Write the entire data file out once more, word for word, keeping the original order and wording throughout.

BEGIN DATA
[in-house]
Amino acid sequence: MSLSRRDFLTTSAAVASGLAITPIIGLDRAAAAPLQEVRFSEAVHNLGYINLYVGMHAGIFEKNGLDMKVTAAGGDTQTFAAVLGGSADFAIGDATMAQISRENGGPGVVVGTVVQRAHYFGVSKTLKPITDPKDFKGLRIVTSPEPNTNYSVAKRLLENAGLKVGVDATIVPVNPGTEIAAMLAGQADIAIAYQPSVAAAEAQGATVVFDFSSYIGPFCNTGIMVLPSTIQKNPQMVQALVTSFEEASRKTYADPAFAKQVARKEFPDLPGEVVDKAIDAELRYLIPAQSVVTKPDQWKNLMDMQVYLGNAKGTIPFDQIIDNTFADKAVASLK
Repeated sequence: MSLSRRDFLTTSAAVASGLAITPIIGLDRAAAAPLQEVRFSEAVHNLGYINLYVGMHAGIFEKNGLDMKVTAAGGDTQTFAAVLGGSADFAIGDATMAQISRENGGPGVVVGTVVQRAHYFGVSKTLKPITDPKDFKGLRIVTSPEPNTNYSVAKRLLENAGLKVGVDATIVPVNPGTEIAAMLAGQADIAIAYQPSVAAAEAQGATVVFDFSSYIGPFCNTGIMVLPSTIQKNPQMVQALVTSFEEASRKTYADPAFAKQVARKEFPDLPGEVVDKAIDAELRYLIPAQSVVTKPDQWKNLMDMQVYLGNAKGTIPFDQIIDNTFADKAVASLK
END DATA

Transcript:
[in-house]
Amino acid sequence: MSLSRRDFLTTSAAVASGLAITPIIGLDRAAAAPLQEVRFSEAVHNLGYINLYVGMHAGIFEKNGLDMKVTAAGGDTQTFAAVLGGSADFAIGDATMAQISRENGGPGVVVGTVVQRAHYFGVSKTLKPITDPKDFKGLRIVTSPEPNTNYSVAKRLLENAGLKVGVDATIVPVNPGTEIAAMLAGQADIAIAYQPSVAAAEAQGATVVFDFSSYIGPFCNTGIMVLPSTIQKNPQMVQALVTSFEEASRKTYADPAFAKQVARKEFPDLPGEVVDKAIDAELRYLIPAQSVVTKPDQWKNLMDMQVYLGNAKGTIPFDQIIDNTFADKAVASLK
Repeated sequence: MSLSRRDFLTTSAAVASGLAITPIIGLDRAAAAPLQEVRFSEAVHNLGYINLYVGMHAGIFEKNGLDMKVTAAGGDTQTFAAVLGGSADFAIGDATMAQISRENGGPGVVVGTVVQRAHYFGVSKTLKPITDPKDFKGLRIVTSPEPNTNYSVAKRLLENAGLKVGVDATIVPVNPGTEIAAMLAGQADIAIAYQPSVAAAEAQGATVVFDFSSYIGPFCNTGIMVLPSTIQKNPQMVQALVTSFEEASRKTYADPAFAKQVARKEFPDLPGEVVDKAIDAELRYLIPAQSVVTKPDQWKNLMDMQVYLGNAKGTIPFDQIIDNTFADKAVASLK